The Taylor School
Most of what we know about Taylor School comes from newspaper coverage. Birmingham Age-Herald and Montgomery Advertiser both carried articles about and ads for the school.
The Taylor School was the product of William P. Taylor an 1887 Yale graduate. Advertisements in 1894 note that this is the third year for the school. These ads claim “complete preparation for college in Latin, Greek, French, German, mathematics and English.” Enrollment in 1900 was "approaching 125." "For Boys and Girls of all Ages" is part of the ad, and Taylor School claimed it educated “as many girls as boys.” Taylor reportedly had "a genius for teaching the young idea how to shoot."
Advertisements note the "eight teachers," the "small classes," the "individual education," the "superior musical advantages," and the "Christian Influences."
School advertisements continued to appear into September 1901 and then stopped. Taylor's Yale biography says that he directed the school for 13 years, making 1904 the closing date. He had opened the school when unrest in China forced him to abandon his plans to become a missionary there. Taylor later taught Latin at the Hill School in Pottstown, PA and by 1906 was Education Director for the YMCA at Worcester, MA.
Bricks and Mortar
The Taylor School began at the corner of 11th Avenue and 19th Street in the South Avenue section of Birmingham. Later ads give the address as 1215 19th Street. Advertisements claim the “largest and best school gymnasium in the state.” That gymnasium with 1800 square feet was equipped as a venue for gymnastics. C.S.A. Henry, a University of Virginia graduate, would instruct in gymnastics and also play on the football team. Taylor himself would instruct in "dumb bell drills."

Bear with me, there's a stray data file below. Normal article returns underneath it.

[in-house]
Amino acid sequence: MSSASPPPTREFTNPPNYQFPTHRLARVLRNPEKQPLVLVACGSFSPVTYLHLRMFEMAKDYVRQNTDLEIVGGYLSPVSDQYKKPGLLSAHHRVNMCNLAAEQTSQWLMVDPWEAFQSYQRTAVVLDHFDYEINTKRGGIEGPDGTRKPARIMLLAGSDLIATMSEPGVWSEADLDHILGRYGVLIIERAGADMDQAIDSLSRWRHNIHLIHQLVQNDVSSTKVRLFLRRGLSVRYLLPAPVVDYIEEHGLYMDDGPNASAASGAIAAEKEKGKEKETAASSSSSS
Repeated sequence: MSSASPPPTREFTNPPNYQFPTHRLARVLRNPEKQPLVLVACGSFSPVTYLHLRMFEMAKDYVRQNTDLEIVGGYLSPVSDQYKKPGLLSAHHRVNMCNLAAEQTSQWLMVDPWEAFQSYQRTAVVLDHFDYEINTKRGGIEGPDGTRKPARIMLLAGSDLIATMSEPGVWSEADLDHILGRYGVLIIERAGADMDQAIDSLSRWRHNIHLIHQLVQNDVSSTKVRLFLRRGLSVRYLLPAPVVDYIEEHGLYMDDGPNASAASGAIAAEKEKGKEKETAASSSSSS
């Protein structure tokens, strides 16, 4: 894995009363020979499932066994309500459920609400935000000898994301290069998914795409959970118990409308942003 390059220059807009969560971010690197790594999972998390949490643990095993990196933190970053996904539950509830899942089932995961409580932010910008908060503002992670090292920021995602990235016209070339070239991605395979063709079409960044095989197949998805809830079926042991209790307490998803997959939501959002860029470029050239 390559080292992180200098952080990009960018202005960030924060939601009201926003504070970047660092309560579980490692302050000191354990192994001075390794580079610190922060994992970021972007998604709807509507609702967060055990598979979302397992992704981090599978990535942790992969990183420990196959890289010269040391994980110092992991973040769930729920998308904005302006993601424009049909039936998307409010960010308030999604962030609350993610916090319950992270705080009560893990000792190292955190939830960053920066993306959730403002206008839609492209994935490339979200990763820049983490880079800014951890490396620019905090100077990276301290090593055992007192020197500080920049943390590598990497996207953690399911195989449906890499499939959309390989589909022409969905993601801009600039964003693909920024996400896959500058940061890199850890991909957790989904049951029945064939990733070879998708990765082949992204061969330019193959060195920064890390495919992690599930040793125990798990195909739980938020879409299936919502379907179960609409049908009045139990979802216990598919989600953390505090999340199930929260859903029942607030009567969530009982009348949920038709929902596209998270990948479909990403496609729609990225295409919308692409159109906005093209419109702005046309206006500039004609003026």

Colors: Yale blue
According to "Football's Origin at Alabama," the first football game ever played by the University of Alabama was in 1892 against "a picked team from Professor Taylor's school and Birmingham high schools." Taylor School Advertisements always emphasized the successful sports programs. Taylor himself was a Southern Intercollegiate football and basketball official who played guard on his school's team.
Newspaper coverage of Taylor School sports begins in 1898. Among baseball opponents was Howard College. The football team was “easily school champions of Alabama.” Opponents included Birmingham High School, Selma YMCA team, and the Lake View and South Highlands club teams. But the biggest press coverage involved two games played in 1900. In October the team visited Tuscaloosa for a game with the University. Though the Taylor schoolboys "put up a very good game," they were beaten 23-0. In December, Taylor School faced off against Mooney School of Murfreesboro, the Tennessee schoolboy champions. Outweighed "at least 15 pounds per man," Taylor lost to Mooney 31-0.
William P. Taylor, Yale class of 1887, <babel.hathitrust.org/cgi/pt?id=uc2.ark:/13960/t3222tj0s;view=1up;seq=409> accessed 2-07-2017
The 1902 Sanborn Fire Insurance Map shows a four-building campus at 1215 19th Street, Birmingham. The main building is two-story frame with a one story frame school room. (http://alabamamaps.ua.edu/historicalmaps/FireInsurance/jefferson/Birmingham1902.html) Accessed 1-31-2018
There are no buildings at 1215 South 19th Street today.